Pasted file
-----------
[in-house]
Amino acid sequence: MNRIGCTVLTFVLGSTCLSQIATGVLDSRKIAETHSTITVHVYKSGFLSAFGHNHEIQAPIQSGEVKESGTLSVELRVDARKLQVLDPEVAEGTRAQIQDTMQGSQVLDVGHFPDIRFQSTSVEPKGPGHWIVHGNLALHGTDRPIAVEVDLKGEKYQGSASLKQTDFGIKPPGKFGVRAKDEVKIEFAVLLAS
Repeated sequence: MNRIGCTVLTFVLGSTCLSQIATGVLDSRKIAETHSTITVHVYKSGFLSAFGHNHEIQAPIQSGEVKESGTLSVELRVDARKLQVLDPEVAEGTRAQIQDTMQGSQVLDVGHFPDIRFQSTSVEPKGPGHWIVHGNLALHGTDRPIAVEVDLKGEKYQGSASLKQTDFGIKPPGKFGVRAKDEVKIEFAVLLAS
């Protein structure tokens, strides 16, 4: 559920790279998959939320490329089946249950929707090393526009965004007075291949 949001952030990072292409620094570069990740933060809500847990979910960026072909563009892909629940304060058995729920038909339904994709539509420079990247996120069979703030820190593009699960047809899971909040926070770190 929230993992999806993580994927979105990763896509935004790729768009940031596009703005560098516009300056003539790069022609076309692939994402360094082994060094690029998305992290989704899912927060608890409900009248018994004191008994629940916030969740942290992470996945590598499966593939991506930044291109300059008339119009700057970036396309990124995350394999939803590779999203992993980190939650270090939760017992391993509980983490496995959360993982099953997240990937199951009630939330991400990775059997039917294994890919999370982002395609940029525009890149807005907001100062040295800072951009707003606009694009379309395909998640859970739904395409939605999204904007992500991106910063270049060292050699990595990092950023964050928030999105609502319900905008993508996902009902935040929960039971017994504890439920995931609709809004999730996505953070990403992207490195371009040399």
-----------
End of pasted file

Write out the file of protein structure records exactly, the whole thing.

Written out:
[in-house]
Amino acid sequence: MNRIGCTVLTFVLGSTCLSQIATGVLDSRKIAETHSTITVHVYKSGFLSAFGHNHEIQAPIQSGEVKESGTLSVELRVDARKLQVLDPEVAEGTRAQIQDTMQGSQVLDVGHFPDIRFQSTSVEPKGPGHWIVHGNLALHGTDRPIAVEVDLKGEKYQGSASLKQTDFGIKPPGKFGVRAKDEVKIEFAVLLAS
Repeated sequence: MNRIGCTVLTFVLGSTCLSQIATGVLDSRKIAETHSTITVHVYKSGFLSAFGHNHEIQAPIQSGEVKESGTLSVELRVDARKLQVLDPEVAEGTRAQIQDTMQGSQVLDVGHFPDIRFQSTSVEPKGPGHWIVHGNLALHGTDRPIAVEVDLKGEKYQGSASLKQTDFGIKPPGKFGVRAKDEVKIEFAVLLAS
């Protein structure tokens, strides 16, 4: 559920790279998959939320490329089946249950929707090393526009965004007075291949 949001952030990072292409620094570069990740933060809500847990979910960026072909563009892909629940304060058995729920038909339904994709539509420079990247996120069979703030820190593009699960047809899971909040926070770190 929230993992999806993580994927979105990763896509935004790729768009940031596009703005560098516009300056003539790069022609076309692939994402360094082994060094690029998305992290989704899912927060608890409900009248018994004191008994629940916030969740942290992470996945590598499966593939991506930044291109300059008339119009700057970036396309990124995350394999939803590779999203992993980190939650270090939760017992391993509980983490496995959360993982099953997240990937199951009630939330991400990775059997039917294994890919999370982002395609940029525009890149807005907001100062040295800072951009707003606009694009379309395909998640859970739904395409939605999204904007992500991106910063270049060292050699990595990092950023964050928030999105609502319900905008993508996902009902935040929960039971017994504890439920995931609709809004999730996505953070990403992207490195371009040399």